DO PhD programmes at typical Pakistani public universities fit our circumstances? A PhD programme has two essential components: coursework involving classroom teaching, and thesis involving research. Which should receive greater attention, if public universities cannot focus on both? With a degree from a local public university of good repute and experience in teaching in PhD programmes and in supervising and examining theses at local public universities, I shall attempt to answer these questions.
PhD programmes in the US focus heavily on coursework as well as thesis. Coursework of 40 plus credit hours (CRH) is common; some universities require up to 60 CRH. However, PhD programmes in England focus primarily on theses requiring little or no dissertation-specific coursework. The assumption is that the student has mastered theory at the MPhil level.
Our Higher Education Commission requires coursework of only 18 CRH for PhD. Most universities have adopted this, although it’s specified as the minimum requirement. HEC’s guidelines draw inspiration from the UK system, but applying them in Pakistan is problematic.
Local PhD programmes are not suited to conditions in our society.
First, the assumption that theory has been mastered at the MPhil level does not hold true here. As per Pakistan’s education report Aser, 2015, a very large number of Grade-5 students cannot do two-digit subtraction or division. Is such deficiency limited to school education only? No. It is pervasive. Judging by Aser’s findings, it is difficult to expect that what is taught in MPhil has already been learned. PhD being the ultimate degree, the programmes should address all deficiencies.
Second, do our circumstances allow a heavy focus on thesis that is characteristic of UK programmes?
Supervisors in public universities cannot be expected to strive too hard to produce a thesis. Public servants tend to shirk work: we have no reason to believe that thesis supervisors are nobler than typical public servants. After all, they belong to the same society and get similar incentives — neither can be fired for non-performance.
Students begin PhD at an age suitable for entering the job market. Financially constrained, they find a job they can survive on as soon they complete the coursework. This diverts focus from the thesis. Typically, students submit a poor thesis very close to the deadline. The supervisor and the university have two choices. One, make the student work further; this means s/he would cross the deadline and may not qualify for the degree. The thesis will then not grace the supervisor’s CV and s/he may lose the remuneration as well. An alternative is to let the thesis go, more or less in its present poor form, and manoeuvre the system to the advantage of the student, supervisor and university. Experience suggests that supervisor and university choose the latter.
Though systems are in place to ensure quality, these are easily manipulated. In developed countries, a PhD thesis is refereed by experts. Choosing experts connected with the supervisor or someone at the university, including Pakistanis based abroad, is not uncommon. The conclusion is obvious.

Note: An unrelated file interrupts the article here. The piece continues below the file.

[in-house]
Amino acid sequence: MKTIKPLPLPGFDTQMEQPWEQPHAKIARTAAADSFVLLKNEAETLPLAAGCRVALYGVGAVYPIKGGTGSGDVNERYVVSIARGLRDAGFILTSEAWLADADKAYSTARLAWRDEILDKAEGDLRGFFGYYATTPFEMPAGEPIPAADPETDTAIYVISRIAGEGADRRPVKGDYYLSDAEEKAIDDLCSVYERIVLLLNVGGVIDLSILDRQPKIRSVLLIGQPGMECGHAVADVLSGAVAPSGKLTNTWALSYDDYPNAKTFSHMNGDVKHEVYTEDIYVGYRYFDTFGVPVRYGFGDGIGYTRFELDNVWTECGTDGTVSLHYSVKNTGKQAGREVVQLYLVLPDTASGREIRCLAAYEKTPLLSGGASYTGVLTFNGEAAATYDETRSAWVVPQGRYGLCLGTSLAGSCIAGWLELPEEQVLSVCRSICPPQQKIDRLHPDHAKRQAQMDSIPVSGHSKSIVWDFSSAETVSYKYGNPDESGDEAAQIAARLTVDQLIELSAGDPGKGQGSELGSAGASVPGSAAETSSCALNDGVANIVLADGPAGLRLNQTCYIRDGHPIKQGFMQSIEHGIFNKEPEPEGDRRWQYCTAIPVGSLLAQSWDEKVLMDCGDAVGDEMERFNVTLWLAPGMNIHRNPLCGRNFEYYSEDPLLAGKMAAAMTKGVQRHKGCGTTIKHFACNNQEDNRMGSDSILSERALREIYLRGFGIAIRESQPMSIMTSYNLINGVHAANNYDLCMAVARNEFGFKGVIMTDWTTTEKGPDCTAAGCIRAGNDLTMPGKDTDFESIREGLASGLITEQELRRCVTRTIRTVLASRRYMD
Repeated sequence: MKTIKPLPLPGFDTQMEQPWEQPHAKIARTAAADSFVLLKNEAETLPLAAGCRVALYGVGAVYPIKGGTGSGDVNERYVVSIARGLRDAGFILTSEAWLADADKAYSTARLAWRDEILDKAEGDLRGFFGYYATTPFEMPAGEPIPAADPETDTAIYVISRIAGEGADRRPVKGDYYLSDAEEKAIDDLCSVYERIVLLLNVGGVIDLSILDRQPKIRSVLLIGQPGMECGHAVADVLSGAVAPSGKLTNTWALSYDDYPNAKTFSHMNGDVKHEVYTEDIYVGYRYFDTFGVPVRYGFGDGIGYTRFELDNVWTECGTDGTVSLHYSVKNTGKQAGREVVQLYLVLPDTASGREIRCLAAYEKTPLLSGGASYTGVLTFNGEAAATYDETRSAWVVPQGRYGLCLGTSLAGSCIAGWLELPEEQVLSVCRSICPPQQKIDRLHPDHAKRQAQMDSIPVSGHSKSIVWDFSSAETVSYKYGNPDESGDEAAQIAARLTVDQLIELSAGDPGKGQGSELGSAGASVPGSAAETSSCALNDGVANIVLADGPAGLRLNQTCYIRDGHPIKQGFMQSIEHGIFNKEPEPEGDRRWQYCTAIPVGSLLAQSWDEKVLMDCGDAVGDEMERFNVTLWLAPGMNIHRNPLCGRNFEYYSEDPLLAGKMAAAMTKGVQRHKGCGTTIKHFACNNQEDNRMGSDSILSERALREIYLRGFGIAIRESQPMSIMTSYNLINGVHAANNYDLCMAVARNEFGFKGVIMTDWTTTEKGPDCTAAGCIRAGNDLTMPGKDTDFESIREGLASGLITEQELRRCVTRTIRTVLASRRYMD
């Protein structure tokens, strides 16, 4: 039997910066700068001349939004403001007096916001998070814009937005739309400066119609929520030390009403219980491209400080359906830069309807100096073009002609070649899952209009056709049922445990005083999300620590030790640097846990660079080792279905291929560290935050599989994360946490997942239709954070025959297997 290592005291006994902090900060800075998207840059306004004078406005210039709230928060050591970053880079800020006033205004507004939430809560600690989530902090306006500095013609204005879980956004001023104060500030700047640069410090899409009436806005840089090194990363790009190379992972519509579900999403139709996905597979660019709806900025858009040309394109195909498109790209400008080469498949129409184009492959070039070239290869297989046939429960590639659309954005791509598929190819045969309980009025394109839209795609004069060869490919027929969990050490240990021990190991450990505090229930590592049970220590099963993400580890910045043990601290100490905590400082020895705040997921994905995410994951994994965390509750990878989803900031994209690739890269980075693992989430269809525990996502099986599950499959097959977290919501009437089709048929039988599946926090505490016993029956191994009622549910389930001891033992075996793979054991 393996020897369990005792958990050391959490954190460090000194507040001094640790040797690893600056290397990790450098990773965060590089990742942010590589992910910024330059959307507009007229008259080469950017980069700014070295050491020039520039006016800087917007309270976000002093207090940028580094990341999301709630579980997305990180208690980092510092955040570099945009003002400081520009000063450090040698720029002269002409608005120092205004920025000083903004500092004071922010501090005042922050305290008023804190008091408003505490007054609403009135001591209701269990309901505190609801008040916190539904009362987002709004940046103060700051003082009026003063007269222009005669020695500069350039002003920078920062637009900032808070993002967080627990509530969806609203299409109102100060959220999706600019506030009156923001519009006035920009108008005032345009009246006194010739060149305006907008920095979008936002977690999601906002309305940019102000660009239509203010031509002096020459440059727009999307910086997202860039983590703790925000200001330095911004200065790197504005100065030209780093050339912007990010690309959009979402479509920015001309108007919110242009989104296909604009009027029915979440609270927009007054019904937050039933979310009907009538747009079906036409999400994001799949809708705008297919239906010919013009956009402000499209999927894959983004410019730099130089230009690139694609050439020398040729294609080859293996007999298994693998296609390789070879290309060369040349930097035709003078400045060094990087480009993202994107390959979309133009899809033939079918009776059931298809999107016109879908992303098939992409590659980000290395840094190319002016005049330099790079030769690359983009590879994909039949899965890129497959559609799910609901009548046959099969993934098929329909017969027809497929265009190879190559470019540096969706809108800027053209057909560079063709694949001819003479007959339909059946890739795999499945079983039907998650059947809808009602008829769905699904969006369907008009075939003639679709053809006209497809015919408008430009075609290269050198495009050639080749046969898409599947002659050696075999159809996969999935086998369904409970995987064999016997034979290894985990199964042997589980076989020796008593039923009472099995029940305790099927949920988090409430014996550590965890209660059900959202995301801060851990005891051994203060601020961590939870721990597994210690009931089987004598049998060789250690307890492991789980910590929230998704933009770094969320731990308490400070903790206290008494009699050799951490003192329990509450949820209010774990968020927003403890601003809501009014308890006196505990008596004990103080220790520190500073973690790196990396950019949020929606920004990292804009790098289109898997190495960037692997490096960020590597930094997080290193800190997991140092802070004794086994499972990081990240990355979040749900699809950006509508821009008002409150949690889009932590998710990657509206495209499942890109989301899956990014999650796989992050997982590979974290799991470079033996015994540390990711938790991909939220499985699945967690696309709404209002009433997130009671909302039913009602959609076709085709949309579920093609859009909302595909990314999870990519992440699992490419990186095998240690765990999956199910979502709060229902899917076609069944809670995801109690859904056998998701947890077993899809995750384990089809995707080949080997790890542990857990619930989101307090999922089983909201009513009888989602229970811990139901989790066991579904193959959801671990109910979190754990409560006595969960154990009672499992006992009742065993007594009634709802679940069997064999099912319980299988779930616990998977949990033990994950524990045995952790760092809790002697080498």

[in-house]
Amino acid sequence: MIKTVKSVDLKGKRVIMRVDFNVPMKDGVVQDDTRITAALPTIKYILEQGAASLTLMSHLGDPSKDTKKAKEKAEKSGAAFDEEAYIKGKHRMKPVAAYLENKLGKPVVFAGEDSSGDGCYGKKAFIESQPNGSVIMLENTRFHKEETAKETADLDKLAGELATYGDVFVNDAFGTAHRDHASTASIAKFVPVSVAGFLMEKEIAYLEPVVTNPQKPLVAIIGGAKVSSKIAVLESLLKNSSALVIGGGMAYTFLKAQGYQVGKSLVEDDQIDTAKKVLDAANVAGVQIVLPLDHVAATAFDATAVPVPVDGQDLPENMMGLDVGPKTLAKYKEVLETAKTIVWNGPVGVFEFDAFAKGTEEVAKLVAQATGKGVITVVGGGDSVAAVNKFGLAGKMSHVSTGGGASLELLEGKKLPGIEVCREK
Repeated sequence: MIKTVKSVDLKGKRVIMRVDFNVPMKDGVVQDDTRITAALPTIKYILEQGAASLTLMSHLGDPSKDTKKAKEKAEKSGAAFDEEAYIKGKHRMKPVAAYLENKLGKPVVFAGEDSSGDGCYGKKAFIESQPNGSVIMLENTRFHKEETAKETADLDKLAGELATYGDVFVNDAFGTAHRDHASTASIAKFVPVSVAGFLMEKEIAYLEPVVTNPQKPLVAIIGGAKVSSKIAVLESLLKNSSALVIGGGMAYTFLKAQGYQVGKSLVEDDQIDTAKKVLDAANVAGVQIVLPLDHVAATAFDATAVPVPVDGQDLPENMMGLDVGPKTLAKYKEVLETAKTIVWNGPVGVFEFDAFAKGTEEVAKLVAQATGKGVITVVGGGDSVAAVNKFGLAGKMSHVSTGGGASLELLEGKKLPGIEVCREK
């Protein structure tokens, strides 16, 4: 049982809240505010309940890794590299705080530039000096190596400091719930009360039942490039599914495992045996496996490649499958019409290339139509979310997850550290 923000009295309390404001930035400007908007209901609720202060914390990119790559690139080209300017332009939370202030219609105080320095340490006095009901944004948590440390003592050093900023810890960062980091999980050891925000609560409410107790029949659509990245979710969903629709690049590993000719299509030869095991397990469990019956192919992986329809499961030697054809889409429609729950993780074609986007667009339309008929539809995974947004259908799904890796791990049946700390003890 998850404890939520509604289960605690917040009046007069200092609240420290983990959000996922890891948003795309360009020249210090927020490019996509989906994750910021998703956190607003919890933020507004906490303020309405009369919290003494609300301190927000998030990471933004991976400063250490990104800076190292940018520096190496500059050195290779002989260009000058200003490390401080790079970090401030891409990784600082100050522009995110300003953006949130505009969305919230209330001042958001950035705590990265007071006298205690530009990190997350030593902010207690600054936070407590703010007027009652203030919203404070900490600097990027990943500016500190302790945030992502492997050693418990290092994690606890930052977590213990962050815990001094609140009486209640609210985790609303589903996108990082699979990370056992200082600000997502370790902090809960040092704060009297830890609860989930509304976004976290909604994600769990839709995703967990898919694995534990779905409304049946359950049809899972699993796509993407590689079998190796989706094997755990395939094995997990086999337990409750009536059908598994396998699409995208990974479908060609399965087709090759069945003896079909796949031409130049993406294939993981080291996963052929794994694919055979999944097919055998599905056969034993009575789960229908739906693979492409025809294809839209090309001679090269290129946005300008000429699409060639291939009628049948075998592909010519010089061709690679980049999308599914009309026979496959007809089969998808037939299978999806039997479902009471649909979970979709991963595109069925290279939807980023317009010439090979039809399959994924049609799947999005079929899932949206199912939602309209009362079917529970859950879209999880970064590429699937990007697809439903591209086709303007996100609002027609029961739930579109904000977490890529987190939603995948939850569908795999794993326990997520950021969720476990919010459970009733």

A national expert examines the thesis’s oral defence. Evidence of ‘you scratch my back, I scratch yours’ is common on such occasions: within the close academic community of a specific discipline, you as supervisor induce your university to invite X from XYZ university and they invite you to do the same. It is a reciprocal arrangement.
As thesis examiner, when you are about to write the letter grade on the grade sheet, an academic peer among the audience may remark ‘waisay bachay nain kaam to acha kiya hai’(the student has done good work). If you have difficulty saying no to a long-time associate or former boss, in whose tenure you earned a promotion, you end up writing ‘A’ on the grade sheet much against your inclination. This is how the system works.
Efforts can be made to introduce systems that would increase the focus on thesis and prevent such manipulation. However, without the public sector work culture undergoing a thorough change, success seems far-fetched. Our best bet then is to have larger coursework, maybe of at least 40 CRH, till at least such time we observe significant improvement in the quality of theses produced.
Still, there are some good students, good supervisors and good theses, but they are the exception. PhD programmes should cater to the typical, not to exceptions. Rather than increasing enrolment to make PhD programmes financially viable, public funds should be used to induct only those who possess the talent to work towards a PhD.
Finally, Islamabad alone has at least six PhD programmes in economics with three to four students in each. Public universities would do better to pool faculty rather than operate in their individual domains.
The writer is a researcher at the Pakistan Institute of Development Economics.
Published in Dawn September 19th, 2016